The purpose of this study was to evaluate the therapeutic options for diabetes treatment and their potential side effects, in addition to analyzing the risks and benefits of tight glycemic control in patients with diabetic kidney disease. For this review, a search was performed using several pre-defined keyword combinations and their equivalents: “diabetes kidney disease” and “renal failure” in combination with “diabetes treatment” and “oral antidiabetic drugs” or “oral hypoglycemic agents.” The search was performed in PubMed, Endocrine Abstracts and the Cochrane Library from January 1980 up to January 2015. Diabetes treatment in patients with diabetic kidney disease is challenging, in part because of progression of renal failure-related changes in insulin signaling, glucose transport and metabolism, favoring both hyperglycemic peaks and hypoglycemia. Additionally, the decline in renal function impairs the clearance and metabolism of antidiabetic agents and insulin, frequently requiring reassessment of prescriptions. The management of hyperglycemia in patients with diabetic kidney disease is even more difficult, requiring adjustment of antidiabetic agents and insulin doses. The health team responsible for the follow-up of these patients should be vigilant and prepared to make such changes; however, unfortunately, there are few guidelines addressing the nuances of the management of this specific population. Key words: Type 2 Diabetes Mellitus; Chronic Kidney Disease, Diabetic Kidney Disease; Renal Failure; Diabetes Treatment; Oral Antidiabetic Drugs Continue reading >>

Insulin Resistance In Chronic Kidney Disease: New Lessons From Experimental Models

Insulin Resistance In Chronic Kidney Disease: New Lessons From Experimental Models

Chronic kidney disease (CKD) is a risk factor for cardiovascular disease, and this increase in disease burden cannot be solely explained by traditional cardiovascular risk factors. In the 1980s, DeFronzo et al., using the ‘gold standard’ euglycemic hyperinsulinemic clamp technique, found evidence of insulin resistance (IR) in CKD patients [1]. They suggested that the site of this resistance lies in the binding of insulin to its receptor and can be reversed by dialysis. It is now well established that the decline of renal function is associated with the development of IR with impaired insulin-induced glucose utilization of peripheral target tissues. Since this seminal study, there has been a renewed interest in IR in CKD, especially as IR is an independent risk factor for cardiovascular morbidity and mortality in patients with CKD [2]. Although the underlying causes of IR in CKD remain unclear, understanding the mechanisms is pivotal. In obesity and diabetes, emerging studies suggest an interconnected network linking innate immunity and inflammation to metabolic diseases, and the major role of adipose tissue and intestinal flora in the control of energy metabolism and insulin sensitivity [3, 4]. During the last two decades, several cellular and animal models have enabled us to better understand the mechanisms underlying IR in CKD. The field has progressed rapidly with the availability of tools such as high-resolution mass spectrometry, 16S rRNA gene sequencing, metabolomic and metagenomic sequencing enabling even broader insights into the composition of uraemia retention molecules (URMs) and gut microbiota. There is strong evidence that there is an increased colonic generation or absorption of bacterial URMs in CKD [5–7]. Moreover, specific factors that are produce Continue reading >>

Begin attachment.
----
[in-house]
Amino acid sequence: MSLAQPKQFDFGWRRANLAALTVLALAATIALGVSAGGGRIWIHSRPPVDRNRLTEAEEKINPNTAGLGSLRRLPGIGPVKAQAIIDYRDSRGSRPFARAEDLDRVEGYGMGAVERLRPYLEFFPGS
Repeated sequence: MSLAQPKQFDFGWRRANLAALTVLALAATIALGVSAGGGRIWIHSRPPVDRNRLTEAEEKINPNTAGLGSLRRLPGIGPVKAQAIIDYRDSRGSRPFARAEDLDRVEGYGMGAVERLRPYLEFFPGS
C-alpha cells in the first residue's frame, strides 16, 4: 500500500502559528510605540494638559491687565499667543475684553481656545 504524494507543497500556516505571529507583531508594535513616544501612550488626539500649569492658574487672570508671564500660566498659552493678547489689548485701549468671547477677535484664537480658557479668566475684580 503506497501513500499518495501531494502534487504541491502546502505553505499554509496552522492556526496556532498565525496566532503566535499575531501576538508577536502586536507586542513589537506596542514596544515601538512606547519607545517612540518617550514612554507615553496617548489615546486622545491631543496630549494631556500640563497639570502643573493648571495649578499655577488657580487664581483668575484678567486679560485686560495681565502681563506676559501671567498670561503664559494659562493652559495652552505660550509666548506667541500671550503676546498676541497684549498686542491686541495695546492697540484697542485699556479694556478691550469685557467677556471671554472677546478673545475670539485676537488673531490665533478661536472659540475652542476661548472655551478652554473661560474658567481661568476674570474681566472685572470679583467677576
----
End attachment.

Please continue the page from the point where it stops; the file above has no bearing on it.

Carbohydrate Metabolism

Carbohydrate Metabolism

Glucose metabolism has been studied extensively in the fetus and newborn, both in animal models and in humans, and several reviews have been published. Our ability to study glucose metabolism has improved significantly because of the availability of (1) the chronic fetal preparation in large animals, in which fetal blood sampling and physiologic monitoring can be done without causing major changes in the state of the fetus; (2) stable, nonradioactive isotopic tracers; and (3) molecular biology techniques and transgenic animals. In this chapter, glucose metabolism in the fetus and newborn is discussed, and recent developments are emphasized. Throughout the chapter, emphasis is placed on the available data in humans, supplemented when necessary with animal data. Carbohydrate Metabolism Glucose metabolism in AKI again is affected both by unspecific mechanisms mediated by the acute disease state and specific effects of acute uremia. A major finding is insulin resistance [39]. Plasma insulin concentrations are elevated, maximal insulin-stimulated glucose uptake by skeletal muscle is decreased and muscular glycogen synthesis is impaired [40]. A second feature of glucose metabolism in AKI is accelerated hepatic gluconeogenesis mainly from conversion of amino acids released during protein catabolism [20]. Hepatic extraction of amino acids and their conversion to glucose and urea production are all increased in AKI. As discussed earlier, in contrast to the non-uremic state and CKD, hepatic gluconeogenesis cannot be suppressed completely by exogenous glucose infusions in AKI. Metabolic acidosis also affects glucose metabolism in AKI by further deteriorating glucose tolerance [41]. Alterations in glucose and protein metabolism in AKI are interrelated, and several factors activatin Continue reading >>